If one thing could stay steady in this ever-fluctuating startup funding scene, you’d think it would be cancer investment.
Cancer still ranks as the second most common cause of death in America and a leading driver of mortality worldwide. And over past decades, we’ve seen startup innovation deliver lasting improvements to the arsenal of available medicines and diagnostic tools.
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But no, that’s not how it works. The sharp downturn in startup funding between 2021 and 2022 extends to venture-backed companies working on cancer therapies and diagnostics.
Globally, companies in the space pulled in $8 billion in seed through growth-stage funding in 2022, according to a Crunchbase analysis of funded startups developing cancer drugs and tests, and associated medical devices. With the year winding to a close, that’s looking like a sharp decline from 2021, when $13.7 billion went into cancer-focused companies.
For a sense of where things stand, we charted out funding to cancer-focused startups over the past five years:
The year-over-year decline in 2022 largely mimics what we see across startup sectors. Global venture funding has been falling every quarter this year, culminating in Q3 numbers that were down 53% from year-ago levels.
As with other areas, late stage has shown the sharpest declines for cancer funding. Early stage has held up better, both for deal counts and total investment.
“There is still quite a lot of interest, especially in Series A and Series B,” said Luba Greenwood, managing partner at Binney Street Capital, a venture fund affiliated with Boston’s Dana-Farber Cancer Institute.
What’s sputtered out is pre-IPO funding, as very few companies — in biotech or any other industry — are making it to public markets.
Where early stage is going
Data supports the notion that early stage is where it’s at. Half of the 10 largest cancer-focused funding rounds were Series A or B deals.
The biggest early-stage financing went to Treeline Biosciences, a developer of precision medicines that closed a $263 million Series A in October. Other big rounds include a $225 million Series B for Delfi Diagnostics, maker of tests for early cancer detection, and a $221 million Series B for ArsenalBio, a developer of advanced CAR T-cell therapies for solid tumors.
For a broader picture, we list the 10 largest 2022 rounds below:
Beyond moving earlier, Greenwood said investors are seeking out startups with novel approaches.
“We have spent so much money on the same me-too mechanisms. … Now, money is going to be concentrated in true innovation,” she said.
From Greenwood’s perspective, some of the most promising areas for novel innovation come from companies working on breakthroughs pertaining to cell state biology and the mechanism of differentiated cell death. She’s also optimistic about progress in the field of liquid biopsy, particularly for detecting cancer early and monitoring its progression.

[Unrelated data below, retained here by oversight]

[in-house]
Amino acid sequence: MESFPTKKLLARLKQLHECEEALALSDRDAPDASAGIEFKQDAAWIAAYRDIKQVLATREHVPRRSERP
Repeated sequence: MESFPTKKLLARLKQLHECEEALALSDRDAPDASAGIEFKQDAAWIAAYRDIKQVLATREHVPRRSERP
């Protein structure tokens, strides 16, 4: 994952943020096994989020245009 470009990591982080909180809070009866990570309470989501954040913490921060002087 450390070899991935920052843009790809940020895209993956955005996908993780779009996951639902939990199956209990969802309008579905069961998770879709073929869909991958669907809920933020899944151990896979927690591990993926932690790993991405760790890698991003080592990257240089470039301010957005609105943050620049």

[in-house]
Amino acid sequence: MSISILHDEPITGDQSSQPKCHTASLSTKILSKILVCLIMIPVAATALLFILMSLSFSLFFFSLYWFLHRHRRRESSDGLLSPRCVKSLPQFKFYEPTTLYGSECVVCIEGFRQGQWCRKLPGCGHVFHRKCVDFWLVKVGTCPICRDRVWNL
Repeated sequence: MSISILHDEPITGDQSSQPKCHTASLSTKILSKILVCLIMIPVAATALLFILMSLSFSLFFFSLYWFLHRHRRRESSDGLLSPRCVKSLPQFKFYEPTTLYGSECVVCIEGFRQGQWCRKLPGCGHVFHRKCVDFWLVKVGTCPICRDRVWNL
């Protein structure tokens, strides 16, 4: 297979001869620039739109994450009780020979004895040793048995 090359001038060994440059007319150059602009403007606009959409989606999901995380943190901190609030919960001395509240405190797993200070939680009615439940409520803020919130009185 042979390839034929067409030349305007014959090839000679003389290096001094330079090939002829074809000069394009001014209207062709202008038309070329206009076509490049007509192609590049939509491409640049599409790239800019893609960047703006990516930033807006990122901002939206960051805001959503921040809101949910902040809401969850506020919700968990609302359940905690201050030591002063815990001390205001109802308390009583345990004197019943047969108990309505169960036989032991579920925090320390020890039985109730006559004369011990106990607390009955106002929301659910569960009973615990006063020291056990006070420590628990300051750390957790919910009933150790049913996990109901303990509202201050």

To look at themes across our largest early-stage funding recipients, the term “precision” is the keyword of choice. Self-described immunotherapy startups also continue to draw significant funding, as they have for a number of years.
Still, funding is down some at seed and early stage this year, as the chart below illustrates:
Late stage and beyond
Funding declines at late stage are much more dramatic, as the chart below illustrates.
Beyond seed, early and late stage, we’re also seeing some contraction in investment at undisclosed-stage financings.
However, well-established startups that have been around awhile are getting some sizable financings. Freenome, a developer of blood tests for early cancer detection founded in 2014, landed $290 million from Roche early this year, bringing total investment to date to $1.1 billion.
What’s not happening are big rounds for companies on the cusp of a public offering. After dozens of cancer-focused companies took advantage of the wide-open IPO window in 2021, this year is a different story. Offerings have slowed to a crawl in recent months amid a broader downturn for biotech and health care stocks.
It doesn’t help that the Class of 2021 cancer-related IPOs haven’t been faring especially well. In a sample set of 20, the vast majority are currently trading well below early and peak share prices.
At the early stages, nonetheless, venture investors remain undeterred, per Greenwood, who observed: “Investors who invest in real science and real technologies that are curative for patients, we are not so invested in what’s going on in the public markets.”
Illustration: Dom Guzman
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